How to Find a Technical Cofounder – with CTO Tony Karrer

318_avatarAside from being the CEO and CTO of TechEmpower, Tony Karrer is a free startup CTO consultant who has deep experience in formal computer science and years of practice developing complex, innovative systems that power online businesses. Everybody in LA is looking for tech talent. There’s a huge shortage right now and Tony is one of the few people giving advice and writing about finding tech talent (not just in LA but in all of tech).

I was able to chat with Tony about his CTO consulting and find out more about what goes on behind the scenes with startups and non-technical founders.

What are some common struggles you hear with non-technical founders?

It’s all over the place. “Universally, it is tough to find technical talent right now. How do I find the right people? How do I interview them if I’m not technical? How do I know if they’re building the right stuff for me? Etc.”

Sometimes non-technical founders aren’t even sure if they’re asking the right set of questions. Tony emphasized how these non-technical founders need to be considering all the different CTO aspects, which is something that Tony helps these individuals with.

Do you find there to be a shortage of tech talent in LA?

“There’s a shortage of really good tech talent worldwide. The challenge that startups have is they can’t afford anything less than really good tech talent. As a startup if you happen to get an okay developer, you’re going to have trouble getting anywhere with it. In LA it’s hard to find really good talent. They can easily work at a company and make a lot of money or start their own thing and raise outside capital.”

But this doesn’t mean that it’s impossible to find someone, or that it’s impossible to find the help you need in order to make sure your startup is headed in the right direction.

How would someone go about finding that elusive Technical Cofounder? 

Tony explained how a startup first needs to figure out what they’re doing strategically. “Make sure you’re clear about what it is you really need. Figure out how big the thing you need to build is. Can you make it as minimal as possible? Test it as well as you can on paper. You need to be prepared.” Straight forward, and to the point!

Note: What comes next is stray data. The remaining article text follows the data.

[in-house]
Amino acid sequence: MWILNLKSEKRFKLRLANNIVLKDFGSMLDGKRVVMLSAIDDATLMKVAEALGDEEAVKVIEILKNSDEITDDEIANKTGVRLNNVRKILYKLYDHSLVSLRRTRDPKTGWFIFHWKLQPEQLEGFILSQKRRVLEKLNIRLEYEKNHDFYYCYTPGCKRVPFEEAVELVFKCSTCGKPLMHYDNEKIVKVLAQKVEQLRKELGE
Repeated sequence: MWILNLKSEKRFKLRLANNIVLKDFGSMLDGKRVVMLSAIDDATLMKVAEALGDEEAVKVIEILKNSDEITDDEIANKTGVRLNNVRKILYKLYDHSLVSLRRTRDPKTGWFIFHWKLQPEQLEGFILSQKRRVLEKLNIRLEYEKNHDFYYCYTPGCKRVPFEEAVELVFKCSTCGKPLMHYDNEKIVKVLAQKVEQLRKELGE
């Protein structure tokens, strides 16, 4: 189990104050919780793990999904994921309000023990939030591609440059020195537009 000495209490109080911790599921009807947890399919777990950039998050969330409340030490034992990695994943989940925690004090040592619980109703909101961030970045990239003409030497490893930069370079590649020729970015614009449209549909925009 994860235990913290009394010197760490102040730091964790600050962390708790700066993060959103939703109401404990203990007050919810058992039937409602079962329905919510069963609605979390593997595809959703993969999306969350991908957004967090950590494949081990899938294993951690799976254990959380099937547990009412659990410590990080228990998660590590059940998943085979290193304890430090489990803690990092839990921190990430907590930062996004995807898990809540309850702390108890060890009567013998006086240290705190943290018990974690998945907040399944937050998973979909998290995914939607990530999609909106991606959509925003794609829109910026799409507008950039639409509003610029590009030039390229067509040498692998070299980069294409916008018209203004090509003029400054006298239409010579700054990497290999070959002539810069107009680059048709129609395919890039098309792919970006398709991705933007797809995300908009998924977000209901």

The next step is to find out what type of help they will need. Whether it’s a technical advisory worker or a developer, startups are better off with a little bit of money to give as pay rather than working for equity. When it comes to developers, Tony said, “Developers like to solve interesting problems. They want to work on something exciting and new. Besides cash, they also love food or other rewards.” Nothing like a good old pizza break after hours of coding.

Another piece of advice Tony gave was that It helps to work with your developer in bits and pieces. What he means by that is slicing the work into pieces (like a pizza!) and make them feel like they’re accomplishing something. “Each week is a big triumph. Celebrate that. Keep moving on and really work hard to care and feed for that individual.”

Last minute advice for the non-technical founder.

“Founders still don’t reach out to get strategic technical advice like they should. ‘Hey I need a CTO to collaborate with me to build out my project.’ This person should be searching for strategic technical advice. CTOs will often advise new startups. Rather than trying to figure this thing out on your own and making mistakes, reach out to people, such as senior level technology professionals, and get advice from them.”


  1. Sreejith Partha · February 22, 2013

    No question about these

  2. Darius Lahoutifard · February 24, 2013

    Great Title, but no answer in the article to the question asked in the title.

  3. Pingback: Choosing a Technical Cofounder or Business Cofounder | LA Tech Rise
  4. matchist · April 29, 2013

    I’m a big fan of the idea that you need to EARN a technical co-founder. You need to come to the table with something! I wrote about it here.

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